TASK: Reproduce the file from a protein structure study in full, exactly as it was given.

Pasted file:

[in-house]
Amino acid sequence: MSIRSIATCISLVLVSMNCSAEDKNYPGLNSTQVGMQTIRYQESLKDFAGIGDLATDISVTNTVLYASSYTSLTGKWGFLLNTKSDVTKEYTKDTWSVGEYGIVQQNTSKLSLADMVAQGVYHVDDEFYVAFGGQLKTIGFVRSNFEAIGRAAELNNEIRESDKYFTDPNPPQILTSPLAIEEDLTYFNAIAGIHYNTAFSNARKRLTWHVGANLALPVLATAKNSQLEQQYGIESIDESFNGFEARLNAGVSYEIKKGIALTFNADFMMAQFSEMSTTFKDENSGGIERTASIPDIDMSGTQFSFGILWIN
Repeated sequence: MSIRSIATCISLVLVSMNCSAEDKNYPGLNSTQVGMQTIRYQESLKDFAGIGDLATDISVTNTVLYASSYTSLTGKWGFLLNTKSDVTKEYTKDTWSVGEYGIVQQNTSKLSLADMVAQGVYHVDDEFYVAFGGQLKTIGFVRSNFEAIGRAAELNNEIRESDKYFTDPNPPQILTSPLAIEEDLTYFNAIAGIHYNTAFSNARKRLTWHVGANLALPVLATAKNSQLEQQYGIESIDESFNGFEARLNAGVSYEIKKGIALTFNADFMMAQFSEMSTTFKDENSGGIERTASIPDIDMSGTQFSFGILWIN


[in-house]
Amino acid sequence: MSIRSIATCISLVLVSMNCSAEDKNYPGLNSTQVGMQTIRYQESLKDFAGIGDLATDISVTNTVLYASSYTSLTGKWGFLLNTKSDVTKEYTKDTWSVGEYGIVQQNTSKLSLADMVAQGVYHVDDEFYVAFGGQLKTIGFVRSNFEAIGRAAELNNEIRESDKYFTDPNPPQILTSPLAIEEDLTYFNAIAGIHYNTAFSNARKRLTWHVGANLALPVLATAKNSQLEQQYGIESIDESFNGFEARLNAGVSYEIKKGIALTFNADFMMAQFSEMSTTFKDENSGGIERTASIPDIDMSGTQFSFGILWIN
Repeated sequence: MSIRSIATCISLVLVSMNCSAEDKNYPGLNSTQVGMQTIRYQESLKDFAGIGDLATDISVTNTVLYASSYTSLTGKWGFLLNTKSDVTKEYTKDTWSVGEYGIVQQNTSKLSLADMVAQGVYHVDDEFYVAFGGQLKTIGFVRSNFEAIGRAAELNNEIRESDKYFTDPNPPQILTSPLAIEEDLTYFNAIAGIHYNTAFSNARKRLTWHVGANLALPVLATAKNSQLEQQYGIESIDESFNGFEARLNAGVSYEIKKGIALTFNADFMMAQFSEMSTTFKDENSGGIERTASIPDIDMSGTQFSFGILWIN